Earlier this evening, I was having a little chat with my good friend and development wizard Chris. I was chatting with him about a recent frustration with the world of certain "Frameworks".
As I proceed forward in a software engineering class project involving an application built on JavaServer Faces running on top of GlassFish, I found myself reminded on this rant someone sent me a link to recently. While I ultimately have a far more balanced view, I do find his rambling somewhat amusing.
So anyways, here's my rant:
After a group meeting for my class, it looks like the most sensible way to design our web pages for this web app is essentially a templated composite view, so we can have standard headers, sidebars, etc, without having to code them on each page.
As such, I start looking up how to do them properly in the context of JSF (JavaServer Faces), which conventionally uses JSP (JavaServer Pages) for its page description system.
Then I start reading that you can do it this way, or that way, but that those ways all have problems for this reason or that reason.
In fact, most conventional documents on how to use JSF ignore the problem completely.
But when they discount all the obvious ways, they then recommend this alternate page composition system called "Facelets".
So I start reading up on Facelets, and it says how they use XHTML instead of JSP, because JSP is bad for this reason or that reason, especially with JSF, and talk all about how Facelets and JSF go wonderfully together.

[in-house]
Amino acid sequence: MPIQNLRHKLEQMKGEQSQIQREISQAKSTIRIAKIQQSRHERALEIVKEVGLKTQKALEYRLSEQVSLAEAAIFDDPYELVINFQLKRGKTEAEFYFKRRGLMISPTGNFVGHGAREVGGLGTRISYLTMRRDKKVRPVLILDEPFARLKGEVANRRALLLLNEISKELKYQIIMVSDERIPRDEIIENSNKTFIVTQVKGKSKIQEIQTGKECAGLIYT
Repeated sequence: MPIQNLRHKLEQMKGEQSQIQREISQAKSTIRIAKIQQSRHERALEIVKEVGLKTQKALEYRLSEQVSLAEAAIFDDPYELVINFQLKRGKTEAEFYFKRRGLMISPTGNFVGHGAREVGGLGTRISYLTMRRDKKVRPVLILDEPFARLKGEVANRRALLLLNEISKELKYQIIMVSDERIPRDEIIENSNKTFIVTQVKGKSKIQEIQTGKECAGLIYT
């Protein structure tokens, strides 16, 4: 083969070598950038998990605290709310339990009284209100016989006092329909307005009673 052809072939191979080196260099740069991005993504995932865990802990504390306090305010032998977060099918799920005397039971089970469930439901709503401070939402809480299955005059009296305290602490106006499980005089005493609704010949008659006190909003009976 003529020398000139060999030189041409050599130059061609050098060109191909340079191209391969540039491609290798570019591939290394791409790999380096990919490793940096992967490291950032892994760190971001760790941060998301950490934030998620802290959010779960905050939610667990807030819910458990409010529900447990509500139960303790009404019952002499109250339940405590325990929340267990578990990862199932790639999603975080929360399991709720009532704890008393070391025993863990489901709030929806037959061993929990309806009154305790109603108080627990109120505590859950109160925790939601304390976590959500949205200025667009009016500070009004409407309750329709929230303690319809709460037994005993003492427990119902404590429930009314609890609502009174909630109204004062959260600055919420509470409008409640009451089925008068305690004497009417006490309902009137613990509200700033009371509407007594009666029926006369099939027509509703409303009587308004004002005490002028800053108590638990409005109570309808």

As such, I look into what it'll take to have Facelets integrate cleanly with my chosen IDE (NetBeans), which I chose because it integrates so well with the other ways I was trying to do things.
I discover a NetBeans plugin that'll let me to Facelets, and provide all that tag-completion on the XHTML files that I was getting in the JSP files. Only problem is that its at version 0.3.
I install it anyways, and finally figure it all out.
In the end, Facelets has turned out to actually be a very nice solution, and I'm really happy with it.
(and since JSF supports plugable page composition systems, it integrates cleanly and correctly too)
But, given that JSF seemed to start from the basis of "we see all these other frameworks out there designed to fix/improve-upon what JSP provides", I wonder why I didn't start with reading about Facelets.
(and in general, I'm actually quite pleased with the whole JSF approach)
I just wish Facelets got more coverage in my JSF-bible-type book (published last month, co-authored by one of the spec leads). All it got was a few examples in the short chapter on plugable page rendering libraries.